“These Precious Days” by Ann Patchett

From the January 2021 issue of Harper’s Magazine, sent to me by the infallible Liz, a transcendent essay by Ann Patchett. Now, I’m not sure if this is for real or how stable it is, but at least for now this link will let you read it for free, which you definitely should do. And it’s worth whatever they want you to pay for it, in any case.

“These Precious Days” is a lengthy essay, but it is riveting at every point. I had to put it down and walk away just to give my mind and my emotions a break, and to stretch it out – it is that strong and beautiful an experience. And it was hard to figure out where to take that break, because it wants to flow right through from start to finish.

There is a story running through this piece, and it is a story of a friendship, formed and forged during extraordinary times. As Patchett reminds us, she is a novelist, with a real interest in how stories are structured, where they begin and where they end. So it is with purpose that she gives us the story’s chosen beginning: it’s almost bedtime, Patchett has just finished a novel, and she needs something short to read before bed. From the umpteen books that naturally surround Ann Patchett, she chooses a collection of short stories by Tom Hanks. She is surprised to find it “a very good book,” and this sets her off on a journey where she gets to know Tom Hanks a little, interviews him for a television show, meets his assistant, sees him a few more times. This leads to Tom Hanks narrating the audiobook of The Dutch House, among other things. I’m not going to say any more about what happens. Trust me, you won’t be able to walk away from this one (unless you force yourself to do so with great effort, as I did, mostly for the pleasure of returning to it).

One thing I love about this essay is how it performs as a braided essay, barely. Patchett stays in a single narrative for the most part, telling the story of the developing friendship in the extraordinary times. After her introductory story about Tom Hanks (who is not the new friend, but reappears occasionally), she stays in this main thread so much of the time, and tells it so beautifully (and it is such an absorbing story) that I forget about the other thread – that there is a meta-thread in this essay about story, and about the shape and the shaping of this story. Those few and brief moments when she reminds us of the other topic are all the more effective for their scarcity. We are reminded that the narrator’s character is a novelist, and that the need she feels to shape narrative can’t be divorced from the life she’s living, where she has a dear new friend who is in danger. It’s extremely skillful writing, and I loved several facets of it: that weaving of threads (just barely, just a touch of one for seasoning in the main dish), the expertly paced storytelling, the appreciation for so-called coincidence, the delightful characters (of whom the author’s husband is a secondary example, but one I really liked), and the self-aware voice of Patchett herself. I’m left with the impression that Patchett is like Tom Hanks in a way (or my impression of Tom Hanks): despite being famous, they’re both also very decent and nice, more than one might expect. She’s allowed us intimately in here in a way that I think will appeal to many readers as it did to me.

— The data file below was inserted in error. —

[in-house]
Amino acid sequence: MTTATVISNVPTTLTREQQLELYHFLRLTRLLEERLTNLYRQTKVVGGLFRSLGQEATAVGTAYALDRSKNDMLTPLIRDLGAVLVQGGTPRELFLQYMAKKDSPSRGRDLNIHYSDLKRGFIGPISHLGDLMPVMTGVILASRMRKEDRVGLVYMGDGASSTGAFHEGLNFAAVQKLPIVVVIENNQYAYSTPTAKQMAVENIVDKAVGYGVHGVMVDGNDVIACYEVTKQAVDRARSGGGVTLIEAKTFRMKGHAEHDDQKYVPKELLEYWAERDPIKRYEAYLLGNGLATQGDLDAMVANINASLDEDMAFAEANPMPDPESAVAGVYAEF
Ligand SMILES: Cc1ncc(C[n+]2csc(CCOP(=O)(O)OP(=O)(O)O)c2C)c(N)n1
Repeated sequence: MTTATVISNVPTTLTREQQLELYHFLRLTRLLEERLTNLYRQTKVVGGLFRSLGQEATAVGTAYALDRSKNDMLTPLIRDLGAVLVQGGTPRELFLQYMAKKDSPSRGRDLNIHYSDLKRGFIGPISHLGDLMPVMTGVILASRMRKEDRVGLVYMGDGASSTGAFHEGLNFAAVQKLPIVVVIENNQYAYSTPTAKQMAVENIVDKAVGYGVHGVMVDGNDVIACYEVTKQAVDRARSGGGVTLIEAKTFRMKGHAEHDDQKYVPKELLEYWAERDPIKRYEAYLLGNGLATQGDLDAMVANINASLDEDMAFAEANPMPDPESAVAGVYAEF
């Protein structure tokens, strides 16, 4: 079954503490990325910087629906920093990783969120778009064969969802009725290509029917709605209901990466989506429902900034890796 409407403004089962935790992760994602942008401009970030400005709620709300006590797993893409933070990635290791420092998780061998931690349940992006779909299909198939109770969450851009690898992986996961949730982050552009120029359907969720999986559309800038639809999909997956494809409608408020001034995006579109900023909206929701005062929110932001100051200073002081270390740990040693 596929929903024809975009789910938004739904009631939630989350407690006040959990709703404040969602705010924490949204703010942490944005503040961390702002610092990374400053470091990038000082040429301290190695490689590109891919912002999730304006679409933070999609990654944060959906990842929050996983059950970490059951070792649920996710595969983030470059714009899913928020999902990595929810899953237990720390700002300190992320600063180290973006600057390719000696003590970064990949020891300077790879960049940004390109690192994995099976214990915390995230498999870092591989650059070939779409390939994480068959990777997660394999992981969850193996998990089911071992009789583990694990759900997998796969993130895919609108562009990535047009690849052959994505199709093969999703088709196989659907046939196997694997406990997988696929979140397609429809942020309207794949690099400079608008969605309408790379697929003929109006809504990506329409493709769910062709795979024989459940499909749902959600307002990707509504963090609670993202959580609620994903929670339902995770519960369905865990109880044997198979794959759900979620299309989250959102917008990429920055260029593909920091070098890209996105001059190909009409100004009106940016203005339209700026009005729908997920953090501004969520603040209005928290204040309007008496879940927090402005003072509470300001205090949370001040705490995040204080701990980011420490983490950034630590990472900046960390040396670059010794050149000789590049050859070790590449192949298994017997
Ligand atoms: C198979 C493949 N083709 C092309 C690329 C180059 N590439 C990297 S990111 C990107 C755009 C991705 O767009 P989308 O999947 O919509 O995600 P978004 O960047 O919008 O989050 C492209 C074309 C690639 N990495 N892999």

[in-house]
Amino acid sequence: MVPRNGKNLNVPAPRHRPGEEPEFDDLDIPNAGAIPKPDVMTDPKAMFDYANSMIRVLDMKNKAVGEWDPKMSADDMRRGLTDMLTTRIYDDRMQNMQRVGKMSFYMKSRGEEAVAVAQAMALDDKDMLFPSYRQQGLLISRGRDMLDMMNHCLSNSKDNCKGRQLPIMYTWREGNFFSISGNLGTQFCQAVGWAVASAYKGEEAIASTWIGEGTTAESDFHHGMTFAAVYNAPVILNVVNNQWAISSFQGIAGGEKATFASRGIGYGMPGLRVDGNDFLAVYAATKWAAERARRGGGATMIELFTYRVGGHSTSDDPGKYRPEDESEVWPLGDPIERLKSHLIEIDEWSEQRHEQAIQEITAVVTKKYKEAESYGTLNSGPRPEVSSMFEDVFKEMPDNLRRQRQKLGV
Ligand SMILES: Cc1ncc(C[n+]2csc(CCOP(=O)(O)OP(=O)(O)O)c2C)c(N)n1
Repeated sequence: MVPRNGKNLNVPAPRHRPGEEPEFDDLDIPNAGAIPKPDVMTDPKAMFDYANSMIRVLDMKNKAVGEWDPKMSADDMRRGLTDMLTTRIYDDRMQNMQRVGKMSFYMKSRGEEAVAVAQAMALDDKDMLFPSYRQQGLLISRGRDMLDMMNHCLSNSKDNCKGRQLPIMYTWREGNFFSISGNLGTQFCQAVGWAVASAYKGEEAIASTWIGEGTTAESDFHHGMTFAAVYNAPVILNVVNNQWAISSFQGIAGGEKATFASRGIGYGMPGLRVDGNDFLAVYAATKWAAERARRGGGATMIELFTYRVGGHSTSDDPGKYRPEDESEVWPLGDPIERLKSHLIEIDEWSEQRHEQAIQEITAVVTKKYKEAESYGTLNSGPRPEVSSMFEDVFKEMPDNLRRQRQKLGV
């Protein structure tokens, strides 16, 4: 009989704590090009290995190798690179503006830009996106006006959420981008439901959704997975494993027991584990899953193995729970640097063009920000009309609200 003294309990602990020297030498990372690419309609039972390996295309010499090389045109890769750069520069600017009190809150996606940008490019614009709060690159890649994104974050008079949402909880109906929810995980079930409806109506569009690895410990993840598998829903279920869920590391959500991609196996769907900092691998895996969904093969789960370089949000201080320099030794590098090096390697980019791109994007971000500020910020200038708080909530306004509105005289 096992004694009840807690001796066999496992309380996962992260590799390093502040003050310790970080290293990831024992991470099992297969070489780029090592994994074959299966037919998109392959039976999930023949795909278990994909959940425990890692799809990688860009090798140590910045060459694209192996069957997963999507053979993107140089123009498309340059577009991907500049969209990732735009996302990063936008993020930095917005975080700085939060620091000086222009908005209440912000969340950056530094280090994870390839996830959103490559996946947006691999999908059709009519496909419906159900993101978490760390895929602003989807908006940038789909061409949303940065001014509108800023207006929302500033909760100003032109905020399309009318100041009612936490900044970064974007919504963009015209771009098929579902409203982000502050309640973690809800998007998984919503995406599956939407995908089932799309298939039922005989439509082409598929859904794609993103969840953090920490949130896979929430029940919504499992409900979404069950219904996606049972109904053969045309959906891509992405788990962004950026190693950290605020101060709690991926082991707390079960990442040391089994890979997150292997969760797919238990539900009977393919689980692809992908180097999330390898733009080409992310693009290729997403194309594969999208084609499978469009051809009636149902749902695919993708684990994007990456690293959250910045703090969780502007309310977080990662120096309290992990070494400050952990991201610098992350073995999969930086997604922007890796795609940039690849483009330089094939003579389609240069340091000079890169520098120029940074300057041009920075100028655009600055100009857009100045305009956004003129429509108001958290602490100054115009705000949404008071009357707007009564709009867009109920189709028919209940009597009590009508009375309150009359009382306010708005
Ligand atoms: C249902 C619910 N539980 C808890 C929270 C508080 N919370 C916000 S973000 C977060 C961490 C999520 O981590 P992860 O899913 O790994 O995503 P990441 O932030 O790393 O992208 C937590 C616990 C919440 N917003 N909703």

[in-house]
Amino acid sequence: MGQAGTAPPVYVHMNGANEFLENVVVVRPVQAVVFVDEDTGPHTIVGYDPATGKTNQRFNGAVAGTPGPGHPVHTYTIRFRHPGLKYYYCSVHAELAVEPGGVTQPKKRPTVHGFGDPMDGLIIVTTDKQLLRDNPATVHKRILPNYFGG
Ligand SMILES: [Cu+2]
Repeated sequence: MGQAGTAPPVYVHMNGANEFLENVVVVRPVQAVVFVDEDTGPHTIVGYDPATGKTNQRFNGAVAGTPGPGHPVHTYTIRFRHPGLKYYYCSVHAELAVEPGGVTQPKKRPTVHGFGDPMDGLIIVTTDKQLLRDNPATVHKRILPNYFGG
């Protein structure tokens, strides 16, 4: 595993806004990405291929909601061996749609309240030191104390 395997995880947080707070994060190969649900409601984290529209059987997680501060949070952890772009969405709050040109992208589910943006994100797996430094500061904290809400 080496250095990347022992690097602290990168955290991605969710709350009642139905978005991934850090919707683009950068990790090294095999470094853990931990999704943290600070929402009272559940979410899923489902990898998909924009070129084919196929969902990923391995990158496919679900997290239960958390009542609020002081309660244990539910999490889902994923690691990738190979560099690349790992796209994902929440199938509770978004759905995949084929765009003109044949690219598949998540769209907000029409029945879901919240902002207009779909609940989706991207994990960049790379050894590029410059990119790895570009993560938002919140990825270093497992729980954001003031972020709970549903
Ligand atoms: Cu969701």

Now’s a good time for me to confess that I’ve read none of Patchett’s fiction. (I think I’ve read a column or two, within the world of her bookstore advocacy.) I know her by reputation as a fine novelist and an important advocate of independent bookstores. I can now see that she is absolutely gifted and I need to read more of her work.

I can’t remember the last time an essay so bewitched and transported me. I insist you seek this one out. Thanks a million times as usual, Liz. (How’d I do?)

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